Mohannad Nasser at Espai Multicultural Sankofa, Valencia

VALENCIA, Spain. While back home, a savage war seems to go on without an end in sight, Syrian oudist and composer Mohannad Nasser offered Sunday a deeply soulful musical response. There were no political statements. None were intended and none were needed. The beauty and humanity of the performance said it all.

Playing before a full room at Espai Intercultural Sankofa, a multicultural neighborhood space in Valencia, Spain; Nasser chose to perform without amplification and it paid off handsomely. Unmediated by electronics, the warm, soft sound of the oud — an ancient, 12 strings, pear-shaped lute that is a mainstay in many Middle Eastern and North African music genres — spoke in a human scale — gently, imperfectly, and rich in nuance.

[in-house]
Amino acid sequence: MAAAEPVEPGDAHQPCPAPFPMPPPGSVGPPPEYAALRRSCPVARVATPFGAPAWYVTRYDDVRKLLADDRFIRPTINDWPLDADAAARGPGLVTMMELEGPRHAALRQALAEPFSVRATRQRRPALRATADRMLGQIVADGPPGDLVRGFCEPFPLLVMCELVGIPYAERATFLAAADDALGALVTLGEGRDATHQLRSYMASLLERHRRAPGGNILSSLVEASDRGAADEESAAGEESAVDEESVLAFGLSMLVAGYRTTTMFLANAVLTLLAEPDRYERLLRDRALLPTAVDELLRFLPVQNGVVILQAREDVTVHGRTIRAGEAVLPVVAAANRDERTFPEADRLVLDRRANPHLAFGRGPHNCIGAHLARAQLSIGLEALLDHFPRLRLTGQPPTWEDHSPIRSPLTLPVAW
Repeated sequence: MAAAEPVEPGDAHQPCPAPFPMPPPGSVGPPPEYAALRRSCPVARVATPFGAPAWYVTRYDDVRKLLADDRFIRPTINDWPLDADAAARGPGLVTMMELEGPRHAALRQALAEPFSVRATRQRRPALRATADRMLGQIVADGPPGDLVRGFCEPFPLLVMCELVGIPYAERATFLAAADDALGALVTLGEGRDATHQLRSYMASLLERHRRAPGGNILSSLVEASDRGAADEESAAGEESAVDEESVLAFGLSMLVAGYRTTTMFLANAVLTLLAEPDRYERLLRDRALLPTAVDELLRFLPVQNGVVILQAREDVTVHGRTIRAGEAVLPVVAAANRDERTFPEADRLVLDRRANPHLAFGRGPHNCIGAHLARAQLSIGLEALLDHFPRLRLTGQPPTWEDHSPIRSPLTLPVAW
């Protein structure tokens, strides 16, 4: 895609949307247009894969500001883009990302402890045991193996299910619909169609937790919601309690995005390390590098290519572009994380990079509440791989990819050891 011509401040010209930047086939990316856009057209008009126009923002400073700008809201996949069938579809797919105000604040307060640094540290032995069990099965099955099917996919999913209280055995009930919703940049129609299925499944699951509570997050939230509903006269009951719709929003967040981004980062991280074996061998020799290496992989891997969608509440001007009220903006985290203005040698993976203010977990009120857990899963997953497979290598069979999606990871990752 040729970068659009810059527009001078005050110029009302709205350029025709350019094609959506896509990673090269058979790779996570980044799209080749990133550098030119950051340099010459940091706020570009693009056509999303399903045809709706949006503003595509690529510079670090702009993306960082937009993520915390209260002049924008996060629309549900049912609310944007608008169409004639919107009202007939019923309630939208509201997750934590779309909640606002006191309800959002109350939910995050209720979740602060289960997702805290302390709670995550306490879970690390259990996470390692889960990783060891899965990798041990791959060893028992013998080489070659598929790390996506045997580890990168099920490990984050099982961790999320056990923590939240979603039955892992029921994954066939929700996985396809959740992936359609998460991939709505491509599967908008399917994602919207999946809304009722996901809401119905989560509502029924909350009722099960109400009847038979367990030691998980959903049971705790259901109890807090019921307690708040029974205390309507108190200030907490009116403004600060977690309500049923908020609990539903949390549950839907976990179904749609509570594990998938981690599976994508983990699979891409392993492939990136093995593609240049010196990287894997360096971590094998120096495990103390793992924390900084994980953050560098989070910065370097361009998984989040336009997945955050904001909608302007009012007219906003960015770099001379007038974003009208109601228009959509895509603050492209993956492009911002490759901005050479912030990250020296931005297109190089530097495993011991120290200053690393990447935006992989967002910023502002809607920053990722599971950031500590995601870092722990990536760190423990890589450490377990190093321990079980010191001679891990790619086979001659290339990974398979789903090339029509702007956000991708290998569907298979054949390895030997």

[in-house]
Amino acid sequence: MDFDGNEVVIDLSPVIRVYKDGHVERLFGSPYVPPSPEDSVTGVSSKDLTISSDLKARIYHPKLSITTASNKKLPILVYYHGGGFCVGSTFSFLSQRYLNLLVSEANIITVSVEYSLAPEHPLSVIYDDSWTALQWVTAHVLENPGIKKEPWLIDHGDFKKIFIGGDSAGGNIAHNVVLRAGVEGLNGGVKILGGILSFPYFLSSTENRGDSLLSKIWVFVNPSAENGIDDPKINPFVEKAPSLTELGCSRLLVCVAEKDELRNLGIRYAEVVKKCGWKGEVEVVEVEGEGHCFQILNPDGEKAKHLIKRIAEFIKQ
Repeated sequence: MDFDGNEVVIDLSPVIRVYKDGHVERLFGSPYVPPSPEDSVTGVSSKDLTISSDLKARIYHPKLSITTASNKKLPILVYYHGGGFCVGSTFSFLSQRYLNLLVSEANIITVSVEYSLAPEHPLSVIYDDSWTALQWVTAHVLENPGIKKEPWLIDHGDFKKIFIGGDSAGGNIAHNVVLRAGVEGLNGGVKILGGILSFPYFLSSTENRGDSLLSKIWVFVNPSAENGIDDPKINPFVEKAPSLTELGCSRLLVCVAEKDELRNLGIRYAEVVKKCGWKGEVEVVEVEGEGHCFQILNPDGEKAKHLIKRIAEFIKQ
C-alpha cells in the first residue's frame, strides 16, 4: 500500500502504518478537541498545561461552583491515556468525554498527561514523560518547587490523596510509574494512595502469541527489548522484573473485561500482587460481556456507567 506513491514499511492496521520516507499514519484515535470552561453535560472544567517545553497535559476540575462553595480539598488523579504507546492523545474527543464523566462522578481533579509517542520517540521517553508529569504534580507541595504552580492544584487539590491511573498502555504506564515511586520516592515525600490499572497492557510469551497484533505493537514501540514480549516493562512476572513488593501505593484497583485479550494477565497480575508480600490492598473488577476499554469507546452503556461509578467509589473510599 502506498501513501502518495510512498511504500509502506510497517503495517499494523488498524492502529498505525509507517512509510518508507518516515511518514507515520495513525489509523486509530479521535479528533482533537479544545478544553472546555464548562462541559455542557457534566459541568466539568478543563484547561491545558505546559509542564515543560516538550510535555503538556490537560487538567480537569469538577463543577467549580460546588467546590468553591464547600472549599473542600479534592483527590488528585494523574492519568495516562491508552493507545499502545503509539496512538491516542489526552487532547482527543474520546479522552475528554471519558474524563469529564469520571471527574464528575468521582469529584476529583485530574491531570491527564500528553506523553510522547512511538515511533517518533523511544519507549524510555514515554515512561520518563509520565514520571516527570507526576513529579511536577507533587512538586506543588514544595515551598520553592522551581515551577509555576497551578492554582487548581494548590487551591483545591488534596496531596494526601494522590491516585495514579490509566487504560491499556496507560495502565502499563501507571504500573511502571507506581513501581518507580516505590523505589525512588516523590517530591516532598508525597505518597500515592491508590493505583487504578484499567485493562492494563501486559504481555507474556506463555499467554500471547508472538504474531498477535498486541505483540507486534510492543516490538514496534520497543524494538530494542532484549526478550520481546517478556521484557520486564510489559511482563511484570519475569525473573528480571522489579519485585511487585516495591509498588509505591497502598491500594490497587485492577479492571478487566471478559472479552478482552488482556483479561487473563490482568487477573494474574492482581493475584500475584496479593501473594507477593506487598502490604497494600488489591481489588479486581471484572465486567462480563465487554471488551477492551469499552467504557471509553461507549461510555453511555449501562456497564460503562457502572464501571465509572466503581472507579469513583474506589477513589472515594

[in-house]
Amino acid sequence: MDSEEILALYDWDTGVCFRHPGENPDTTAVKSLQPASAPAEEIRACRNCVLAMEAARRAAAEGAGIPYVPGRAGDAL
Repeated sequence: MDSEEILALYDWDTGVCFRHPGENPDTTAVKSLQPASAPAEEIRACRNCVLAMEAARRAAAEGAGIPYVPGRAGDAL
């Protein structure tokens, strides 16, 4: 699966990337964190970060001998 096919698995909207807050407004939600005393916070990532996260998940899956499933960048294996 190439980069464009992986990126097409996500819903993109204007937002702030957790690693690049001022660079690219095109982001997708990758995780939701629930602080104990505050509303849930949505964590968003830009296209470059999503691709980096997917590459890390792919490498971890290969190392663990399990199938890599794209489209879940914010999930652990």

Performing solo except for three pieces featuring two of his Spanish oud students, Nasser’s repertoire comprised both, traditional instrumental pieces and originals. The latter included unexpected swatches of color that now evoked country music, now Gypsy jazz, and more.
Having left Syria in 2015, Nasser is in Valencia studying at Berklee College of Music. He has spoken about bringing Western elements to Arabic music as a way to both, update the tradition and attract new listeners to it. But fusion always seems to imply accommodation and some loss. Sunday, his work sounded organic.

He didn’t say much. But at one point, as he thanked the hospitality he was enjoying in Spain, Nasser allowed himself to wish out loud that the audience “could one day visit Syria.” Despite the images in recent weeks, there was neither drama nor irony in his statement. Here was a musician suggesting that there was so much more of this music and this beauty back home.
Perhaps. But for the foreseeable future, Nasser will have to bring Syria to his audiences. It’ll be a personal burden that will make the rest of us richer.

Valencia, April 2018